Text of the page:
Making Beautiful Music
Chicago's Low Skies evoke the best of early U2
U2's "Vertigo" is ubiquitous. The best single they've released since The Joshua Tree, the monster kicks off with that "Working for the Weekend" sticks-clap, a sprinkle of The Edge's trickery, and becomes a fucking behemoth of crisp power-popping, delivering our young decade's most singable chorus.
But say what you will about the qualities of the Irish bulwark's new single, it's simply product. It ain't beautiful. Unfortunate, but a sign of the times. A group of pathos-producing friends has mutated, adapted, and toughened up, now trading in danceable pap. Wickedly enjoyable, infectious, floor-shaking, semi (or quasi, for cynics)-meaningful, but ultimately pointless. Ideal, then, that we can look to a great Chicago band for the vicarious intensity and appropriately hyper-emotive presentation we came to expect from U2 back in the day.
Low Skies' "I Have Been to Beautiful Places" wears its heart on its sleeve. Or, rather, its title is evident from the first moment of their brief new effort. A sampled "love you" starts, repeats, modulates, becomes more abstract, fades, and simply haunts throughout the masterful first track, "five's gone fast". "Now she's yours but she used to be mine" crashes into content and form's merge in an opaque reference to Cobain's suicide. Obviously about love lost, Chris Salvater's jagged guitar and weeping vocals need no words, adequately expressing angst without the need of: "this song's about us and they're all about death and crime".
Low Skies knows drama. Jason Creps whacks the heavy-hearted toms alongside multi-instrumentalist Luther Rochester, with Brandon and Jacob Ross filling out the propulsive pathos--including an organ that provides emotional undercurrent to a band that's already broken up once in their four-year existence. In other words, "ready to be done" arrives but four tracks into the album and follows in a couplet from "still young, and..." Could you get just a bit more gut-rendingly personal? Perhaps the plaintive guitar at track's end signifies an attempt to change, but if Salveter could be found guilty of anything it would be giving too much.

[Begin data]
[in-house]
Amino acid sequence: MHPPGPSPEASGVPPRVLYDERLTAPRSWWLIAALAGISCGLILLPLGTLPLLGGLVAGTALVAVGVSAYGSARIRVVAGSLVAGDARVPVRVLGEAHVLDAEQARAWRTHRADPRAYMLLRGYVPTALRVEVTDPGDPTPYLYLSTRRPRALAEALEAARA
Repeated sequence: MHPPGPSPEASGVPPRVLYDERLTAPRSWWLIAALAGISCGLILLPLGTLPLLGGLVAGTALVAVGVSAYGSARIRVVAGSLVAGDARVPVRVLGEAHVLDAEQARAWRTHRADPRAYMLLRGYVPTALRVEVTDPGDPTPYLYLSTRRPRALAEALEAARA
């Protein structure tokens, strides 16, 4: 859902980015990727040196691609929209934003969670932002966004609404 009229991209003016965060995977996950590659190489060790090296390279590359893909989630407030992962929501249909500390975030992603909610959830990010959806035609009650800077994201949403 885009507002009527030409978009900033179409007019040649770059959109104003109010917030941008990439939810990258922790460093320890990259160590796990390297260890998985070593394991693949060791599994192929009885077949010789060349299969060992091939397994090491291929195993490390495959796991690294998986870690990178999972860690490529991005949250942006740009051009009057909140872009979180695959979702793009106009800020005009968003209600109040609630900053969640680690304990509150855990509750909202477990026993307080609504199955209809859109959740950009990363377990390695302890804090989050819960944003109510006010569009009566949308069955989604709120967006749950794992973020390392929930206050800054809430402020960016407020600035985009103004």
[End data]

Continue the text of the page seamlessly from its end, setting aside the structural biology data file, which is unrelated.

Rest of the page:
In our age of Bush, dirty bombs, more Bush, expanding gaps (of class and between people), Low Skies may have recorded the most appropriate reaction I've yet heard. The personal becoming political, the boys dredge up what the aforementioned purveyors of the once-poignant once effortlessly dealt. Whether Low Skies cares so we don't have to or they help us express through vicarious catharsis, it doesn't matter. They do it well. They want us to watch them work; you can do just that on Friday. Stick around for Neko Case and the Sadies.
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